In simple words, a web server is a server that hosts an application that listens to the HTTP requests. It is the web server’s responsibility to hear (i.e., to understand HTTP) what the browser is saying, and respond appropriately. Sometimes, it could be as simple as fetching a file from the file system and delivering it to the web browser. At other times, it delegates the request to a handler that performs complicated logic and returns the processed response to the web server, which in turn transfers it back to the client! Typically, the server that hosts web server software is termed a web server or a web front-end server .
If you are new to the web server’s world, don’t worry. By the time you are done reading, you will have a good grasp on the subject.
Although there are quite a few web servers around, three dominate: Apache , Microsoft Internet Information Services (IIS) , and Nginx combined have captured around 85 percent of the market. Each web server has its space and its user base. When you are making a choice, you should evaluate wisely based on your workload. It becomes extremely crucial to make a diligent effort while you are setting up your web server, since migration from one web server to another is typically a painful exercise. Sometimes, it is just not possible and you have to rewrite a lot of code.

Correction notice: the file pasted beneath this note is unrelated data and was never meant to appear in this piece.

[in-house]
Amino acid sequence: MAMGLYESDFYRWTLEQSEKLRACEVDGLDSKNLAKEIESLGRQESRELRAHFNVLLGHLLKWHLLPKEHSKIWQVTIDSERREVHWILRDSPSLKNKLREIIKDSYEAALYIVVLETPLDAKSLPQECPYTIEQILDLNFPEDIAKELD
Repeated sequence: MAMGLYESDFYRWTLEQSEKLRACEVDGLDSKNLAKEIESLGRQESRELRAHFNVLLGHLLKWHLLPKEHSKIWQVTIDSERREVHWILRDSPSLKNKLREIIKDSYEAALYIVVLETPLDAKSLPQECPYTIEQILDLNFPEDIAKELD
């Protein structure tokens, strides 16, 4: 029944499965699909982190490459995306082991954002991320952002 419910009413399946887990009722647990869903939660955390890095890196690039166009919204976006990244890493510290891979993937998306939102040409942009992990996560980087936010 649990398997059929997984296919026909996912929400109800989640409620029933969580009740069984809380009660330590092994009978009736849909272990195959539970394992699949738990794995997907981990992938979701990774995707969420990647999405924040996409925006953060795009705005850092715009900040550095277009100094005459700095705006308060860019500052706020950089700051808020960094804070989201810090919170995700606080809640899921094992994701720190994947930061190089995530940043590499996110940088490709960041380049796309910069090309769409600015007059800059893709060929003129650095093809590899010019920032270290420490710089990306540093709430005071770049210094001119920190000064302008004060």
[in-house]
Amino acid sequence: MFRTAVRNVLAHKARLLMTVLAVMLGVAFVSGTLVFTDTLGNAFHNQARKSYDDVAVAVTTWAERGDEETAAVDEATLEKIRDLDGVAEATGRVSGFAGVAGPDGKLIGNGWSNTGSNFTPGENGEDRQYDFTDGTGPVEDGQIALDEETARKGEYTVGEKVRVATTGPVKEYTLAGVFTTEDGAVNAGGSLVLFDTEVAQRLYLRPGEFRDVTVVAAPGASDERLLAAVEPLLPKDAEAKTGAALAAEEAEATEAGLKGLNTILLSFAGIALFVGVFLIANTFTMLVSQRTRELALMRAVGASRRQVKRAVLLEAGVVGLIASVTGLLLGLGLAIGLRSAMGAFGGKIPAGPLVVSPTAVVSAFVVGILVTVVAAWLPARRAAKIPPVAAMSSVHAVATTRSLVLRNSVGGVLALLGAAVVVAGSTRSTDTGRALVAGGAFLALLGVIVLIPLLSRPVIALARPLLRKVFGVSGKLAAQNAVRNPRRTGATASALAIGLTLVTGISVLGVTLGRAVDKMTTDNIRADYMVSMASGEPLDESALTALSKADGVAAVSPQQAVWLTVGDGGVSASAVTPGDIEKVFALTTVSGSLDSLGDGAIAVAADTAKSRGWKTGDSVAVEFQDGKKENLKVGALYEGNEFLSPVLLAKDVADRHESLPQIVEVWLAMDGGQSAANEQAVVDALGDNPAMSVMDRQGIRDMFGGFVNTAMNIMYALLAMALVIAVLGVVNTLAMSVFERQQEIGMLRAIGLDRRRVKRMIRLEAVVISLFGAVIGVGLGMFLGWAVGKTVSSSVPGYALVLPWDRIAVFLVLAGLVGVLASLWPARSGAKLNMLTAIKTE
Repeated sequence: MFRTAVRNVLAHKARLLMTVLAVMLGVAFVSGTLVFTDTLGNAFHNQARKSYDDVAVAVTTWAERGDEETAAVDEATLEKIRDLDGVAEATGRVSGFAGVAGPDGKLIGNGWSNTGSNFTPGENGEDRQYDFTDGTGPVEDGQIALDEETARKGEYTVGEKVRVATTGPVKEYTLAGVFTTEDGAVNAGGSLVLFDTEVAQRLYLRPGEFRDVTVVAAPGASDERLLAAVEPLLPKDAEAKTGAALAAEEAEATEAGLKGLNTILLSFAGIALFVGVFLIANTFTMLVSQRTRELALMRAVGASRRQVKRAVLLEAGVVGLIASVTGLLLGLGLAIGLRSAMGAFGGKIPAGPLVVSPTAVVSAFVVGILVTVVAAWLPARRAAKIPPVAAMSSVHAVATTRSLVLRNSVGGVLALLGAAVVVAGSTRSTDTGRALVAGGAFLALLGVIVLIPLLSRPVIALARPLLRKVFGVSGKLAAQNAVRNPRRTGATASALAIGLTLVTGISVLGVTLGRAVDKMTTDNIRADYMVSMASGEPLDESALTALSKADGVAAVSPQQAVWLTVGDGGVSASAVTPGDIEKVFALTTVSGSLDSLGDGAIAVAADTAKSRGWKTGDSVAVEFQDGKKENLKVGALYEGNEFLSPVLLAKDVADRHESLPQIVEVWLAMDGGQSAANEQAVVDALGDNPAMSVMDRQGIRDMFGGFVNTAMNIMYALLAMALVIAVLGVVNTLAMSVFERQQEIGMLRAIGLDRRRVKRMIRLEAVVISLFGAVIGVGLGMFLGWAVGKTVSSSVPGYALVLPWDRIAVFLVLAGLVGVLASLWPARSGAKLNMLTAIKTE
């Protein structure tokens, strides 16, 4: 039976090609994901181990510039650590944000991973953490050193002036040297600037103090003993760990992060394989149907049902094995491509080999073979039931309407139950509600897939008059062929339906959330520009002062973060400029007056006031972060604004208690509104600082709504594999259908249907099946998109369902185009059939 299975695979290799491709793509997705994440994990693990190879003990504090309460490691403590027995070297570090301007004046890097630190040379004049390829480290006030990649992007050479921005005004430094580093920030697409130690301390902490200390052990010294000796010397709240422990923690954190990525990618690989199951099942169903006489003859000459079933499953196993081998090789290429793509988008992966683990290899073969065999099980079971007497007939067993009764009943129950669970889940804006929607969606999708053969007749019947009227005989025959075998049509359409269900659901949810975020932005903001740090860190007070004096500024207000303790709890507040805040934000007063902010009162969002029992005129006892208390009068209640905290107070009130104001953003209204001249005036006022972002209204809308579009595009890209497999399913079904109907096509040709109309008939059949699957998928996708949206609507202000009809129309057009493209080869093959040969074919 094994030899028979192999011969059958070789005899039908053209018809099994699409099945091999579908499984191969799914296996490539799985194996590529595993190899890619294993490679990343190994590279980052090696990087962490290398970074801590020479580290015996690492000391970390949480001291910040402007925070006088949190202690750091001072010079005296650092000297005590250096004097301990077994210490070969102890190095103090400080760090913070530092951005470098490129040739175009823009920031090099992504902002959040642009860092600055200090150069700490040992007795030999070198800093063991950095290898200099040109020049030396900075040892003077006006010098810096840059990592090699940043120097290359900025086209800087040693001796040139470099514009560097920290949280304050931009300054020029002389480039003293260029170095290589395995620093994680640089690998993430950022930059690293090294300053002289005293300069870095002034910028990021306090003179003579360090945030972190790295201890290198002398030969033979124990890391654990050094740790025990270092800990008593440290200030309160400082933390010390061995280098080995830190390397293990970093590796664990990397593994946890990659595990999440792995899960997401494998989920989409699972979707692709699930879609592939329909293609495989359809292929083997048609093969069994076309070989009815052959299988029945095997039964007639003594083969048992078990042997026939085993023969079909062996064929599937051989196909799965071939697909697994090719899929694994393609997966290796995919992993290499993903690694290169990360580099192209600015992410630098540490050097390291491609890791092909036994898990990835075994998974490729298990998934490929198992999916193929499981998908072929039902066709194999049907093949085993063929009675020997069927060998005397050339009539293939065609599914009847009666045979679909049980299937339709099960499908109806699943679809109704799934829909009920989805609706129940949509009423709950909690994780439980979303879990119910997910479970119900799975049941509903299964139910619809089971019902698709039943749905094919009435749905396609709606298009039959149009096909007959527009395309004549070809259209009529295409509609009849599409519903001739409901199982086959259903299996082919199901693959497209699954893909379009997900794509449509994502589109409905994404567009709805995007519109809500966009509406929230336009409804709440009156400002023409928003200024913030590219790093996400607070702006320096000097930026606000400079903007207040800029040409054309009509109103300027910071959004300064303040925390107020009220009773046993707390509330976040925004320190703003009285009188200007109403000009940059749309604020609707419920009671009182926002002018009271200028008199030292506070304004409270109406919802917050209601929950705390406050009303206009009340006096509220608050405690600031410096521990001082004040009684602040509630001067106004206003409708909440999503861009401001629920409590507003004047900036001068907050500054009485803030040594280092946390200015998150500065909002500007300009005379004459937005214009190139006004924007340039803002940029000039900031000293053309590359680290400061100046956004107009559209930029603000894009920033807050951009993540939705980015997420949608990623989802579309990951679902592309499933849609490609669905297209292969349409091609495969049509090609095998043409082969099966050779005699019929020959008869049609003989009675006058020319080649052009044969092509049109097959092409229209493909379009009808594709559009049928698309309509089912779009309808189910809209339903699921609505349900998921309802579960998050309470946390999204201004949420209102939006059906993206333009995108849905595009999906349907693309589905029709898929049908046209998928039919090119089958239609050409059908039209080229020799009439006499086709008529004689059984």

Historically, the fight for market share used to be between Apache and IIS, until Nginx showed up. Since then, Nginx received its fifth consecutive “Web Server of the Year Award” from W3Techs in 2015. It is also a testament to the power of Nginx, and why Nginx should not be ignored for your web hosting needs.